The Minister wonders about putting a provision in the Bill, and I argue clearly that we should. For the foreseeable future, people in this country will look to this Bill to cover the whole law of extradition. In the light of lessons learned from what happened to Pinochet, the protection available ought to be clearly stated in the Bill, even if other Acts offer greater protection to British Ministers and officials than was available to Pinochet. This Bill, in whatever final form it takes before becoming an Act of Parliament, will be our extradition legislation. Everything to do with extradition ought to be in it.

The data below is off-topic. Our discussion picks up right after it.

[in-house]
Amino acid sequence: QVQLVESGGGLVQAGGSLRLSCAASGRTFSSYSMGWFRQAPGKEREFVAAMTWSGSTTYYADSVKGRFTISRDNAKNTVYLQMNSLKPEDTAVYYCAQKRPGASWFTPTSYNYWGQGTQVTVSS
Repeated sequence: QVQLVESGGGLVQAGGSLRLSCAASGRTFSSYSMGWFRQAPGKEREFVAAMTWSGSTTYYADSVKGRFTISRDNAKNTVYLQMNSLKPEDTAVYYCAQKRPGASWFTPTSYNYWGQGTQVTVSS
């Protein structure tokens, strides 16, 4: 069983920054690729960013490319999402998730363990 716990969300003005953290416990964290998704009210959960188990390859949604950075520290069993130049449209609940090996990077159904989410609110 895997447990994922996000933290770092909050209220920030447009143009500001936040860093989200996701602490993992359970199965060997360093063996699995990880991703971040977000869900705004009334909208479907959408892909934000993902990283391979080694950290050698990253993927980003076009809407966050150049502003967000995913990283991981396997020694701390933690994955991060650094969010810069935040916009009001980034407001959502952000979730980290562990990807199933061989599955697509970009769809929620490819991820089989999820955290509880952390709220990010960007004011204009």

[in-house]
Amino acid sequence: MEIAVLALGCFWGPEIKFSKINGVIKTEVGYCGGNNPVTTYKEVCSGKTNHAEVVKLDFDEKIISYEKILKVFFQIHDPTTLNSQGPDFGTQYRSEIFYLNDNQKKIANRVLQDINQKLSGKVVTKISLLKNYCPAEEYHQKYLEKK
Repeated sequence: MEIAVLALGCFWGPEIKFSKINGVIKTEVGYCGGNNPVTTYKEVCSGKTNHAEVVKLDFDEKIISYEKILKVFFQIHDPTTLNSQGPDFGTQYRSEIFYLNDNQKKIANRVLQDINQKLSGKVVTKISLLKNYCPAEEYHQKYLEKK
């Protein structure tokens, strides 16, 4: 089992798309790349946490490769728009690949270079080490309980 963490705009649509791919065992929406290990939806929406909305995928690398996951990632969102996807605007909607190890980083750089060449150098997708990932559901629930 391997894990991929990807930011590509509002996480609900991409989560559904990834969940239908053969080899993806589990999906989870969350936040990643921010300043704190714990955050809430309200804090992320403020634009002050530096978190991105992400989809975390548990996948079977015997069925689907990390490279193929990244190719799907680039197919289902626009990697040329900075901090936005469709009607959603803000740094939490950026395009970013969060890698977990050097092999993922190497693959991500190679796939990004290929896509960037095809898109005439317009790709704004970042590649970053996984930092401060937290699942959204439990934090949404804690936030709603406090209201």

The Bill already contains provisions to do with the Secretary of State's decisions on national security. It ought also to contain something—perhaps along the lines of our proposed new clause—that sets out what protection is available for people who are acting in the national interest. That ought to be put into the Bill before it becomes an Act. I hope that the Minister will consider that point very seriously.